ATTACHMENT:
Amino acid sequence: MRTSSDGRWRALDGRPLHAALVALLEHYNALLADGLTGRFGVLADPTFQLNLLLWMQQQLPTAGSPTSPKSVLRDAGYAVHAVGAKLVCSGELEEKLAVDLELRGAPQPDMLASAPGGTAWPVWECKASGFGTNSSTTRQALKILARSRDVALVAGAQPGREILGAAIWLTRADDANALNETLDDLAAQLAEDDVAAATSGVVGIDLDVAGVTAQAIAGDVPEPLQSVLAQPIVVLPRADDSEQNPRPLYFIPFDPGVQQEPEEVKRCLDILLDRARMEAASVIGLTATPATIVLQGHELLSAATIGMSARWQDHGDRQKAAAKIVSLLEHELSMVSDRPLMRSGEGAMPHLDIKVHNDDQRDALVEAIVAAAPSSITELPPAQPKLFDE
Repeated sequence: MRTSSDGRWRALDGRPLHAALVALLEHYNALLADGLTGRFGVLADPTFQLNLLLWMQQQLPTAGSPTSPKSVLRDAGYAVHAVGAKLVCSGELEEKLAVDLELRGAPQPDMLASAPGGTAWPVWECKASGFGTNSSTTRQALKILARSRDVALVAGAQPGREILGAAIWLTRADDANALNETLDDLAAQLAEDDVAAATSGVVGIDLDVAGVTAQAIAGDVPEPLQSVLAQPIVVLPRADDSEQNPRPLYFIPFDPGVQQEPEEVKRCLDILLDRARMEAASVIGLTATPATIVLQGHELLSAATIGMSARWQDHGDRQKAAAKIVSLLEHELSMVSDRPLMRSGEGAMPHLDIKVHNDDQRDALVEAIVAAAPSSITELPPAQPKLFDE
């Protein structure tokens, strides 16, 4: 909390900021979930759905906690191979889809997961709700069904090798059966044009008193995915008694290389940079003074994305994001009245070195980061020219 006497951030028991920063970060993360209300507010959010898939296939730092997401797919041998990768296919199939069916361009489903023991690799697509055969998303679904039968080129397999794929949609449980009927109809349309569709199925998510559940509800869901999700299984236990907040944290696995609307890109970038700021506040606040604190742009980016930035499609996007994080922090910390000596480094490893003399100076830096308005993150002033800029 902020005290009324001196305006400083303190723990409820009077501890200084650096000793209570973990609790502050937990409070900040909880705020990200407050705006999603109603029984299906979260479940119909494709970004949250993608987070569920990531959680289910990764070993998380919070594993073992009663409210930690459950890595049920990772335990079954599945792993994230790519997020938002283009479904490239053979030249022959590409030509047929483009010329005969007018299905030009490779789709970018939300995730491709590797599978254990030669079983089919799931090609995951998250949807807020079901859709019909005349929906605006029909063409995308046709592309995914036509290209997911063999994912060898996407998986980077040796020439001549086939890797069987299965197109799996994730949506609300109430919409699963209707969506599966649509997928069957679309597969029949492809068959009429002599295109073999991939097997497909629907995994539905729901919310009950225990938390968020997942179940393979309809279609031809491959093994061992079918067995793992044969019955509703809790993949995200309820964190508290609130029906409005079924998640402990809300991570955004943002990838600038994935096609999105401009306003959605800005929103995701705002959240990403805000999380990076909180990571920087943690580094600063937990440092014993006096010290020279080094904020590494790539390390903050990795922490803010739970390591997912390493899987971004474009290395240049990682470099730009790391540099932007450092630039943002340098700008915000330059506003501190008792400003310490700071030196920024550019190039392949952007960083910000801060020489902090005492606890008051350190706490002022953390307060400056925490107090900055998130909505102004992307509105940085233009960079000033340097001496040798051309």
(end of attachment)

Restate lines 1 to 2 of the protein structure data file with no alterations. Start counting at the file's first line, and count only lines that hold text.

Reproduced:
Amino acid sequence: MRTSSDGRWRALDGRPLHAALVALLEHYNALLADGLTGRFGVLADPTFQLNLLLWMQQQLPTAGSPTSPKSVLRDAGYAVHAVGAKLVCSGELEEKLAVDLELRGAPQPDMLASAPGGTAWPVWECKASGFGTNSSTTRQALKILARSRDVALVAGAQPGREILGAAIWLTRADDANALNETLDDLAAQLAEDDVAAATSGVVGIDLDVAGVTAQAIAGDVPEPLQSVLAQPIVVLPRADDSEQNPRPLYFIPFDPGVQQEPEEVKRCLDILLDRARMEAASVIGLTATPATIVLQGHELLSAATIGMSARWQDHGDRQKAAAKIVSLLEHELSMVSDRPLMRSGEGAMPHLDIKVHNDDQRDALVEAIVAAAPSSITELPPAQPKLFDE
Repeated sequence: MRTSSDGRWRALDGRPLHAALVALLEHYNALLADGLTGRFGVLADPTFQLNLLLWMQQQLPTAGSPTSPKSVLRDAGYAVHAVGAKLVCSGELEEKLAVDLELRGAPQPDMLASAPGGTAWPVWECKASGFGTNSSTTRQALKILARSRDVALVAGAQPGREILGAAIWLTRADDANALNETLDDLAAQLAEDDVAAATSGVVGIDLDVAGVTAQAIAGDVPEPLQSVLAQPIVVLPRADDSEQNPRPLYFIPFDPGVQQEPEEVKRCLDILLDRARMEAASVIGLTATPATIVLQGHELLSAATIGMSARWQDHGDRQKAAAKIVSLLEHELSMVSDRPLMRSGEGAMPHLDIKVHNDDQRDALVEAIVAAAPSSITELPPAQPKLFDE